THE JOLLY WOODMAN

OPENING HOURS Tue-Fri Bar 11.00 am - 10.30 pm Food 12.00 am - 2.30 pm and 6.00 - 9 pm Sat Bar 11.00 am - 11.00 pm Food 12.00 am - 3 pm and 6.00 - 9 pm Sun Bar 12.00 am - 6.00 pm Food 12.00 am - 4 pm Monday Closed all day except on Jazz nights

THE DIXIELAND SWING KINGS

In 1860, the Citizens State Bank in the French Quarter of New Orleans issued private currency. The $10 note which was inscribed "dix"
became known as a "dixie" by English-speaking Southerners. The eleven Southern States that seceded between 1861 and 1865 to
form the Confederate States of America became known as Dixieland.
The New Orleans drummer "Papa" Jack Laine became a bandleader in 1891, specialising in French and German marching music and
then converting largely to ragtime. An apprentice of "Papa", Nick La Rocca, went on to form the Original Dixieland Jazz Band in 1916,
incorporating the sound and much of the repertoire of "Papa"s bands. The New Orleans form of Dixieland Jazz was heavily influenced
by marching bands with a square rhythm. It focused on each member of the ensemble playing variations on key melodies with a harmonious overall sound. The rhythm section would be a combination of double bass, drums, piano and banjo or guitar whilst the
lead instruments were normally trombone, trumpet and clarinet. The definitive Dixieland sound was the simultaneous playing of the
three lead instruments.
Dixieland music has continued to be of lasting value and essential to the musical life of New Orleans.
The New Orleans cornet player Joe "King" Oliver moved to Chicago in 1922 as bandleader of King Oliver and his Creole Jazz Band with
his young protege Louis Armstrong on second cornet. As Dixieland music spread in the Chicago area it developed a new form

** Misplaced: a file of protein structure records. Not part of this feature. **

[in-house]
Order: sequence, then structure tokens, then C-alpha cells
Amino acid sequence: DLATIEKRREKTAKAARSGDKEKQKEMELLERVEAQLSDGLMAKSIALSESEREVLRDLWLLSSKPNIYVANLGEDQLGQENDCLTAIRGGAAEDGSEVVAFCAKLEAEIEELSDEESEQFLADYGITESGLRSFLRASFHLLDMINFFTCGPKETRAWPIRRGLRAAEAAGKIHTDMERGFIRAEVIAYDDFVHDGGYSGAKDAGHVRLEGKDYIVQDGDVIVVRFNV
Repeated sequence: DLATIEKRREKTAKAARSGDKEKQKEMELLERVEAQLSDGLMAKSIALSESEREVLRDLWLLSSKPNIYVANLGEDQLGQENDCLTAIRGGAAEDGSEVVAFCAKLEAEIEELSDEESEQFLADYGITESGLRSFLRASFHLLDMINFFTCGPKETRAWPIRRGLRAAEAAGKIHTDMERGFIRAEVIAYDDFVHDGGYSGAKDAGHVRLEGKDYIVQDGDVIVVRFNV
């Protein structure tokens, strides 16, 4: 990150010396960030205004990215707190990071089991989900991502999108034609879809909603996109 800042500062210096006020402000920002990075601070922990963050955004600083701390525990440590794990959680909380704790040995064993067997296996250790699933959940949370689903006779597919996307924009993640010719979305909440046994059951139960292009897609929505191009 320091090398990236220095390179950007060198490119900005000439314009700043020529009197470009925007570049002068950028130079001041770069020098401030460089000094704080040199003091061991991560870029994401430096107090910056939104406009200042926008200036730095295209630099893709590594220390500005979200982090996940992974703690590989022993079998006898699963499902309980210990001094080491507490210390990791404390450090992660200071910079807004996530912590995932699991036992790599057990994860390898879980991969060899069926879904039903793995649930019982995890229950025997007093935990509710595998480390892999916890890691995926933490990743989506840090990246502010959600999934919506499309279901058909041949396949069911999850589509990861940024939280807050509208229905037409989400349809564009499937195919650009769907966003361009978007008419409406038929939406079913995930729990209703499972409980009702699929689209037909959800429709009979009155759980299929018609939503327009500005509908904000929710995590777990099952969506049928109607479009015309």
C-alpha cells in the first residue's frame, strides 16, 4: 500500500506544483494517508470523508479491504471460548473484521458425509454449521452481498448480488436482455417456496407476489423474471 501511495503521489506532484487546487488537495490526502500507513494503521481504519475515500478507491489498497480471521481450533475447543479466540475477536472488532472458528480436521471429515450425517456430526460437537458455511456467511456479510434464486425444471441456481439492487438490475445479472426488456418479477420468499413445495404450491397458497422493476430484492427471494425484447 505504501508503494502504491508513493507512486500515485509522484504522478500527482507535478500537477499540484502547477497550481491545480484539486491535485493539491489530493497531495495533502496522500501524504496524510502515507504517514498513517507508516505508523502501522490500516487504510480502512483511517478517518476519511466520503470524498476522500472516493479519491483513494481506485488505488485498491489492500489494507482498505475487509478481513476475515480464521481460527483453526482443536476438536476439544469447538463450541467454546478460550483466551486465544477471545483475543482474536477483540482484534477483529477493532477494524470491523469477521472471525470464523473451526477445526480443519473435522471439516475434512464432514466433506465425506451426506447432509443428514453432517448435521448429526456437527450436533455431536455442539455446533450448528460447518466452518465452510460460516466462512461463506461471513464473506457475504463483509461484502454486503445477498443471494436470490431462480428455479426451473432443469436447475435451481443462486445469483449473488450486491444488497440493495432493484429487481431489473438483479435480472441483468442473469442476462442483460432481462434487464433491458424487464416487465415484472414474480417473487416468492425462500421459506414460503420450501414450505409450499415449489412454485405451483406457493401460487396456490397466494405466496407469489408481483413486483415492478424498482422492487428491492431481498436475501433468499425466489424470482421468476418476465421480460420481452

incorporating blues trademarks and emphasising the second and fourth beats in each measure. Improvisation was exemplified and all
members of the ensemble were free to embellish the melody. The Chicago form of Dixieland Jazz was also faster paced, reflecting the
hustle and bustle of city life as reflected in "Doctor Jazz" by Jelly Roll Morton.
Dixieland music became more widely known throughout the world as Traditional Jazz. From the late 1980s onwards, musicians have
performed and recorded not only original Traditional Jazz songs but also new compositions and arrangements in the Traditional Jazz
style as well.
In Traditional Jazz, the musicians play solo after solo, leading up to a grand finish. They normally play by ear or compose their part on the
fly, listening to the other members of the band and communicating with them through the music rather than reading a music score. This
enables each musician freedom of musical expression, creating an overall sound that is unique to that performance. It can be quite
magical.

Dixieland Swing Kings (1)
Dixieland Swing Kings (2)

The Dixieland Swing Kings six-piece band features Peter Martin (double bass), Steve Shaw (trombone), Alan McBride (trumpet),
Dave Simms (percussion), John Aust (clarinet and saxophone) and Nigel Foster (bandleader and guitar).
They provide an evening of the highly rhythmic, spirited and more brassy, rugged form of jazz that is Dixieland or Traditional Jazz and also
play some later Swing Jazz numbers. It can be a quite magical evening.

You are viewing the text version of this site.

To view the full version please install the Adobe Flash Player and ensure your web browser has JavaScript enabled.

Need help? check the requirements page.


Get Flash Player